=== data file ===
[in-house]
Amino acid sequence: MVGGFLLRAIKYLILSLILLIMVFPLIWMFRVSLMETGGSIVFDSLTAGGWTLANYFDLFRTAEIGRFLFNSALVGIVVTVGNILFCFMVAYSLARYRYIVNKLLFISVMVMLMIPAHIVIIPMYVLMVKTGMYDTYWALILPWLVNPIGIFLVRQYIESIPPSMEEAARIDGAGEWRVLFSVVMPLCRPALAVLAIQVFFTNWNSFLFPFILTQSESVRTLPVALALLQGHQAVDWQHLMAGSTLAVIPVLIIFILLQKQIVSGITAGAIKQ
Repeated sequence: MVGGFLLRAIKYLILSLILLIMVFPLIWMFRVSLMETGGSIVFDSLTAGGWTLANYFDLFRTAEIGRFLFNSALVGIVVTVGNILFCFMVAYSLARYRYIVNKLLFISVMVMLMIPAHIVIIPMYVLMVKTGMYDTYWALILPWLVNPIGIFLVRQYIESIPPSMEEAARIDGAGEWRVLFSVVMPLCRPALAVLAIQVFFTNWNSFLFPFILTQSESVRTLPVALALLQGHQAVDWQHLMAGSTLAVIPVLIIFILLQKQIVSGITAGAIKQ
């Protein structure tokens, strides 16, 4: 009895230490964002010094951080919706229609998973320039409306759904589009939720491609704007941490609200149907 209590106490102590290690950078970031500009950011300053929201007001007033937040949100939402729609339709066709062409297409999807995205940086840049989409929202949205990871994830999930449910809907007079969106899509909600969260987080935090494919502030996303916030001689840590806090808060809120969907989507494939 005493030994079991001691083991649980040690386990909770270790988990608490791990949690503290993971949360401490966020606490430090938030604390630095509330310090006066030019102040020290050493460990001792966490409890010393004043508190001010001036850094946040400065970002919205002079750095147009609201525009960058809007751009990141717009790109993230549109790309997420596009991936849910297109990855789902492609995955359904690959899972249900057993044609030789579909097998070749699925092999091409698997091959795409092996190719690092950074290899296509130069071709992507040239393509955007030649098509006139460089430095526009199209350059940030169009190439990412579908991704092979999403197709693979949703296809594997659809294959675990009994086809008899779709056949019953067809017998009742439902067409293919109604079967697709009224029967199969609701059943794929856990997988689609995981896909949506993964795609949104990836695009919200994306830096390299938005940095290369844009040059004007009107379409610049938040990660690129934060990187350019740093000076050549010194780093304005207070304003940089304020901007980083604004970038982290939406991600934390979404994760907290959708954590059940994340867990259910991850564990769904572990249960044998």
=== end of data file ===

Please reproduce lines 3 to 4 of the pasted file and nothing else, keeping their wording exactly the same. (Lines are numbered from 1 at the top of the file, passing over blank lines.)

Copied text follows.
Repeated sequence: MVGGFLLRAIKYLILSLILLIMVFPLIWMFRVSLMETGGSIVFDSLTAGGWTLANYFDLFRTAEIGRFLFNSALVGIVVTVGNILFCFMVAYSLARYRYIVNKLLFISVMVMLMIPAHIVIIPMYVLMVKTGMYDTYWALILPWLVNPIGIFLVRQYIESIPPSMEEAARIDGAGEWRVLFSVVMPLCRPALAVLAIQVFFTNWNSFLFPFILTQSESVRTLPVALALLQGHQAVDWQHLMAGSTLAVIPVLIIFILLQKQIVSGITAGAIKQ
């Protein structure tokens, strides 16, 4: 009895230490964002010094951080919706229609998973320039409306759904589009939720491609704007941490609200149907 209590106490102590290690950078970031500009950011300053929201007001007033937040949100939402729609339709066709062409297409999807995205940086840049989409929202949205990871994830999930449910809907007079969106899509909600969260987080935090494919502030996303916030001689840590806090808060809120969907989507494939 005493030994079991001691083991649980040690386990909770270790988990608490791990949690503290993971949360401490966020606490430090938030604390630095509330310090006066030019102040020290050493460990001792966490409890010393004043508190001010001036850094946040400065970002919205002079750095147009609201525009960058809007751009990141717009790109993230549109790309997420596009991936849910297109990855789902492609995955359904690959899972249900057993044609030789579909097998070749699925092999091409698997091959795409092996190719690092950074290899296509130069071709992507040239393509955007030649098509006139460089430095526009199209350059940030169009190439990412579908991704092979999403197709693979949703296809594997659809294959675990009994086809008899779709056949019953067809017998009742439902067409293919109604079967697709009224029967199969609701059943794929856990997988689609995981896909949506993964795609949104990836695009919200994306830096390299938005940095290369844009040059004007009107379409610049938040990660690129934060990187350019740093000076050549010194780093304005207070304003940089304020901007980083604004970038982290939406991600934390979404994760907290959708954590059940994340867990259910991850564990769904572990249960044998």